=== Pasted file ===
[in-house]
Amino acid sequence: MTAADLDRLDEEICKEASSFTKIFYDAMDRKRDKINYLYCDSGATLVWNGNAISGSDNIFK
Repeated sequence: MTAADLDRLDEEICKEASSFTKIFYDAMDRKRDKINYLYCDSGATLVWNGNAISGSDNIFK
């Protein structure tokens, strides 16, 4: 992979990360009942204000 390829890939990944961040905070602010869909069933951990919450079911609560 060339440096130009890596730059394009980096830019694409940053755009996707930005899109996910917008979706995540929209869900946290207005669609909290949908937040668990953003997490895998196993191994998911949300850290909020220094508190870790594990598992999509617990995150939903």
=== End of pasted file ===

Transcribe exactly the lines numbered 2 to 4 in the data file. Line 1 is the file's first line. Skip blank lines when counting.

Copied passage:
Amino acid sequence: MTAADLDRLDEEICKEASSFTKIFYDAMDRKRDKINYLYCDSGATLVWNGNAISGSDNIFK
Repeated sequence: MTAADLDRLDEEICKEASSFTKIFYDAMDRKRDKINYLYCDSGATLVWNGNAISGSDNIFK
């Protein structure tokens, strides 16, 4: 992979990360009942204000 390829890939990944961040905070602010869909069933951990919450079911609560 060339440096130009890596730059394009980096830019694409940053755009996707930005899109996910917008979706995540929209869900946290207005669609909290949908937040668990953003997490895998196993191994998911949300850290909020220094508190870790594990598992999509617990995150939903």